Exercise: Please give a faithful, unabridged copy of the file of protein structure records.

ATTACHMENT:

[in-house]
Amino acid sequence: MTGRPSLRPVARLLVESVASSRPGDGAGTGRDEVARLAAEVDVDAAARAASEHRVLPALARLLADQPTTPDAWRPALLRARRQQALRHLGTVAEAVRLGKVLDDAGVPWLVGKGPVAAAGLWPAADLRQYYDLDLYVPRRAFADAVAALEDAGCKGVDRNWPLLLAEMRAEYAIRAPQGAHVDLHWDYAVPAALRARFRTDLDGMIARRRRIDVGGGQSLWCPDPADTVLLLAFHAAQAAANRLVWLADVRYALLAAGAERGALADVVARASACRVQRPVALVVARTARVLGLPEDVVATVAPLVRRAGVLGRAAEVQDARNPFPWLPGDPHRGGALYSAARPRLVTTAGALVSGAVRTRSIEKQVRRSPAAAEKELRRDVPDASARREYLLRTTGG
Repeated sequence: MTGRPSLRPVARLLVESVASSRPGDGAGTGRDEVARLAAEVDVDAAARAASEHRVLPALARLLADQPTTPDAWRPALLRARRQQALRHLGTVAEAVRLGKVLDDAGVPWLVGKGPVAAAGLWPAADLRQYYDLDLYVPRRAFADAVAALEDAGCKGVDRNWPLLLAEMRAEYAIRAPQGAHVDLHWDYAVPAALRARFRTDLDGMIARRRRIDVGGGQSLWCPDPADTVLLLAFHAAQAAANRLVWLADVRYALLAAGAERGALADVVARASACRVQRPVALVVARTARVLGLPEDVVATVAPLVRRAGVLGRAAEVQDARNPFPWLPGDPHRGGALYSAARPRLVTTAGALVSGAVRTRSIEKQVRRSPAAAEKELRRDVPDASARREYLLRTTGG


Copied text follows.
[in-house]
Amino acid sequence: MTGRPSLRPVARLLVESVASSRPGDGAGTGRDEVARLAAEVDVDAAARAASEHRVLPALARLLADQPTTPDAWRPALLRARRQQALRHLGTVAEAVRLGKVLDDAGVPWLVGKGPVAAAGLWPAADLRQYYDLDLYVPRRAFADAVAALEDAGCKGVDRNWPLLLAEMRAEYAIRAPQGAHVDLHWDYAVPAALRARFRTDLDGMIARRRRIDVGGGQSLWCPDPADTVLLLAFHAAQAAANRLVWLADVRYALLAAGAERGALADVVARASACRVQRPVALVVARTARVLGLPEDVVATVAPLVRRAGVLGRAAEVQDARNPFPWLPGDPHRGGALYSAARPRLVTTAGALVSGAVRTRSIEKQVRRSPAAAEKELRRDVPDASARREYLLRTTGG
Repeated sequence: MTGRPSLRPVARLLVESVASSRPGDGAGTGRDEVARLAAEVDVDAAARAASEHRVLPALARLLADQPTTPDAWRPALLRARRQQALRHLGTVAEAVRLGKVLDDAGVPWLVGKGPVAAAGLWPAADLRQYYDLDLYVPRRAFADAVAALEDAGCKGVDRNWPLLLAEMRAEYAIRAPQGAHVDLHWDYAVPAALRARFRTDLDGMIARRRRIDVGGGQSLWCPDPADTVLLLAFHAAQAAANRLVWLADVRYALLAAGAERGALADVVARASACRVQRPVALVVARTARVLGLPEDVVATVAPLVRRAGVLGRAAEVQDARNPFPWLPGDPHRGGALYSAARPRLVTTAGALVSGAVRTRSIEKQVRRSPAAAEKELRRDVPDASARREYLLRTTGG